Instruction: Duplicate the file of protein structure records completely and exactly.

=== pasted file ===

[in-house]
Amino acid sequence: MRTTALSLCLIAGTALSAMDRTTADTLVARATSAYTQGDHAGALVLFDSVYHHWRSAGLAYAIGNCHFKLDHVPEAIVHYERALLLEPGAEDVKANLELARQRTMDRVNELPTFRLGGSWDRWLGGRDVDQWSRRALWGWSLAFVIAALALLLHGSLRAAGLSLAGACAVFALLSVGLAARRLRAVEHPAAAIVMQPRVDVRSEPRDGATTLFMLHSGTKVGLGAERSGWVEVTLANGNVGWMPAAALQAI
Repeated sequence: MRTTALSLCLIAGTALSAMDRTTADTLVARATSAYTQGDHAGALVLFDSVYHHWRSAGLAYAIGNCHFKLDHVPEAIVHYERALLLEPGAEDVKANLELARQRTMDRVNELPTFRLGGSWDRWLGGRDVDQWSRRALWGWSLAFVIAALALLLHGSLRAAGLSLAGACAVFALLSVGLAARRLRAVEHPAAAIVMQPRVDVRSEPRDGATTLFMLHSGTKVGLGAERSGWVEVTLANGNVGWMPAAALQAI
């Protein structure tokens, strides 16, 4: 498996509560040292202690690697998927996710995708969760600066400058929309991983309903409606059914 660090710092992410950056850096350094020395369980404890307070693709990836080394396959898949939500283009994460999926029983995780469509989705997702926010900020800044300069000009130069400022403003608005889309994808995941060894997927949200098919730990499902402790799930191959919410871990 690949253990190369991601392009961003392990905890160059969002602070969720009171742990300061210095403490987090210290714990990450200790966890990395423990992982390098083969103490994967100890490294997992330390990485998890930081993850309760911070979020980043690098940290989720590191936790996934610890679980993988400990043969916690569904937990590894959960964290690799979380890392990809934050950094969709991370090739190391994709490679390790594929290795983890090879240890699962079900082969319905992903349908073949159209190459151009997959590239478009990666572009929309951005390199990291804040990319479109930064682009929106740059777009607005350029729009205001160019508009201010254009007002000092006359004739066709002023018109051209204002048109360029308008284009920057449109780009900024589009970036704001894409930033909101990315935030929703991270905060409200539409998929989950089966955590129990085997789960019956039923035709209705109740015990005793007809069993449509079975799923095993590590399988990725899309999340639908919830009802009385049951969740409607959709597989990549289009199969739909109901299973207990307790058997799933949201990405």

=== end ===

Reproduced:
[in-house]
Amino acid sequence: MRTTALSLCLIAGTALSAMDRTTADTLVARATSAYTQGDHAGALVLFDSVYHHWRSAGLAYAIGNCHFKLDHVPEAIVHYERALLLEPGAEDVKANLELARQRTMDRVNELPTFRLGGSWDRWLGGRDVDQWSRRALWGWSLAFVIAALALLLHGSLRAAGLSLAGACAVFALLSVGLAARRLRAVEHPAAAIVMQPRVDVRSEPRDGATTLFMLHSGTKVGLGAERSGWVEVTLANGNVGWMPAAALQAI
Repeated sequence: MRTTALSLCLIAGTALSAMDRTTADTLVARATSAYTQGDHAGALVLFDSVYHHWRSAGLAYAIGNCHFKLDHVPEAIVHYERALLLEPGAEDVKANLELARQRTMDRVNELPTFRLGGSWDRWLGGRDVDQWSRRALWGWSLAFVIAALALLLHGSLRAAGLSLAGACAVFALLSVGLAARRLRAVEHPAAAIVMQPRVDVRSEPRDGATTLFMLHSGTKVGLGAERSGWVEVTLANGNVGWMPAAALQAI
């Protein structure tokens, strides 16, 4: 498996509560040292202690690697998927996710995708969760600066400058929309991983309903409606059914 660090710092992410950056850096350094020395369980404890307070693709990836080394396959898949939500283009994460999926029983995780469509989705997702926010900020800044300069000009130069400022403003608005889309994808995941060894997927949200098919730990499902402790799930191959919410871990 690949253990190369991601392009961003392990905890160059969002602070969720009171742990300061210095403490987090210290714990990450200790966890990395423990992982390098083969103490994967100890490294997992330390990485998890930081993850309760911070979020980043690098940290989720590191936790996934610890679980993988400990043969916690569904937990590894959960964290690799979380890392990809934050950094969709991370090739190391994709490679390790594929290795983890090879240890699962079900082969319905992903349908073949159209190459151009997959590239478009990666572009929309951005390199990291804040990319479109930064682009929106740059777009607005350029729009205001160019508009201010254009007002000092006359004739066709002023018109051209204002048109360029308008284009920057449109780009900024589009970036704001894409930033909101990315935030929703991270905060409200539409998929989950089966955590129990085997789960019956039923035709209705109740015990005793007809069993449509079975799923095993590590399988990725899309999340639908919830009802009385049951969740409607959709597989990549289009199969739909109901299973207990307790058997799933949201990405």